Microsoft warns of Adrozek infecting browsers
Microsoft has warned of malware theft software called Adrozek, which affects all known browsers and has infected as many as 30.000 devices every day.
On compromised computers, Adrozek inserts ads into search engine results pages and may invade Microsoft Edge, Google Chrome, Yandex Browser, and Mozilla Firefox.
The malware uses scripts downloaded from servers controlled by Adrozek operators to insert ads into the compromised web browser.
Η Microsoft recommends to users who find this threat on their devices, reinstall their browsers.
If Adrozek is not detected and blocked, it goes and adds browser extensions, modifies a specific DLL per browser and changes the browser settings to insert additional, unauthorized ads on web pages. ”
Although Microsoft has not yet found evidence that Adrozek is being used to promote malware on its victims' computers through advertisements, this can happen at any time.
Attackers can easily get infected with their targets, with additional malicious data or sell their access to other gangs in cyberspace.
Adrozek attackers are currently operating in the same way as other browser modifiers. That is, by making money through affiliate ads, which pay for referral traffic to specific sites.
The intended result is that users who search for specific keywords inadvertently click on these maliciously inserted ads, which lead to linked pages.
Hundreds of thousands of infected devices
In total, this ongoing campaign has so far used 159 domains and approximately 17.300 unique URLs and has managed to infect hundreds of thousands of devices, from May to September 2020.
Seeing that this massive campaign is still active and spreading to new computers every day, the Adrozek infrastructure continues to expand and add new domains. "The distribution infrastructure is also very dynamic. "Some of the domains operated for a single day, while others were active for up to 120 days," Microsoft said.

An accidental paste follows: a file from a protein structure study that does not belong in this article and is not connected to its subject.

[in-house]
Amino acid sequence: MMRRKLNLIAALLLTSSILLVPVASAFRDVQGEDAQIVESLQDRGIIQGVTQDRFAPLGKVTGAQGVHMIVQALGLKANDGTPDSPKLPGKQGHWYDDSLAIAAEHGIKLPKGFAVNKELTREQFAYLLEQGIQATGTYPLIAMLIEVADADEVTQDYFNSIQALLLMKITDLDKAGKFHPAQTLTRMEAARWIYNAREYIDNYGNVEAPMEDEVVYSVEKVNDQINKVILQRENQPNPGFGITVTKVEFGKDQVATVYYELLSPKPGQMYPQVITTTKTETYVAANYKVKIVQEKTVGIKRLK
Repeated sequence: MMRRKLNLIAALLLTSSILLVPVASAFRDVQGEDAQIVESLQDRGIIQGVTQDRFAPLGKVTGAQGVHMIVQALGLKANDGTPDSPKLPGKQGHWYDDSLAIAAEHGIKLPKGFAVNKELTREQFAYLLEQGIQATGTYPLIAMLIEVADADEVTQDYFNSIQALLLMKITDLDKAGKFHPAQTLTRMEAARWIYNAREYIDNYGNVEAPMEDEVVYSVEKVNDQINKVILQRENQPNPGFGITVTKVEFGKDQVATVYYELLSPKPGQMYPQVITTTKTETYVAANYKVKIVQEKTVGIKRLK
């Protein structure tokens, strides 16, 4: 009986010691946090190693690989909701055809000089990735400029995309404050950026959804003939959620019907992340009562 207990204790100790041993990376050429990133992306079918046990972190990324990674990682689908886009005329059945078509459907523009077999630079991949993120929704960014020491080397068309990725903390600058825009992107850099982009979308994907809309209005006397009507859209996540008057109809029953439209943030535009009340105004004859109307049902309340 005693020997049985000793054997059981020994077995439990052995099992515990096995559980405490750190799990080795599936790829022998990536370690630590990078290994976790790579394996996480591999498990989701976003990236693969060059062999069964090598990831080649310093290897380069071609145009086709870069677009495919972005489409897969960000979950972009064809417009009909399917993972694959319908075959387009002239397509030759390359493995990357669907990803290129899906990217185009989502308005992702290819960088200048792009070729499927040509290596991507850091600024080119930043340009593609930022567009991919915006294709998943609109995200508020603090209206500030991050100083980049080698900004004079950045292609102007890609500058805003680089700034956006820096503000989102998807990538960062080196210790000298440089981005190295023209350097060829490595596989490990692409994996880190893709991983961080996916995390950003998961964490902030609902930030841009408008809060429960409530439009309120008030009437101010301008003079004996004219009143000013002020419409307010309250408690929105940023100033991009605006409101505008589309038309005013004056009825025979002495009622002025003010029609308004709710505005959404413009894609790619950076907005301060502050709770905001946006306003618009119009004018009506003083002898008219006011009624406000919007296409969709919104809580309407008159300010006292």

Interestingly, some of the domains distribute clean files such as Process Explorer, possibly an attempt by attackers to improve the reputation of these domains and their URLs, to avoid network security programs.
As you will see below, from the map of the geographical distribution of malware, Greece is highly infected, as is the whole of Europe.
Between May and September 2020, the attackers behind Adrozek infected their targets with an extremely vague malicious executable file, which is stored in the% temp% folder of the computer. It is a binary file that later installs the main malicious load on the program files and is covered as legitimate audio software
Once installed on the device, Adrozek will start adding malicious scripts that it uses to insert ads in various extensions for each of the browsers.
The malware will disable security controls in Microsoft Edge and other Chromium-based web browsers, disable secure browsing, and enable breached extensions in incognito mode.
It will also turn off automatic browser updates to ensure that compromised browser data is not restored to a clean version.
Adrozek insists on adding registry entries and creating a new Windows service called "Main Service" to automatically start the main malware load when the system starts.
On systems where Mozilla Firefox is installed, Adrozek will also steal encrypted user credentials from victims' profiles.
Thus, while the main purpose of malware is to inject ads and report traffic to specific sites, the attack chain includes sophisticated behavior that allows intruders to gain a strong foothold in a device.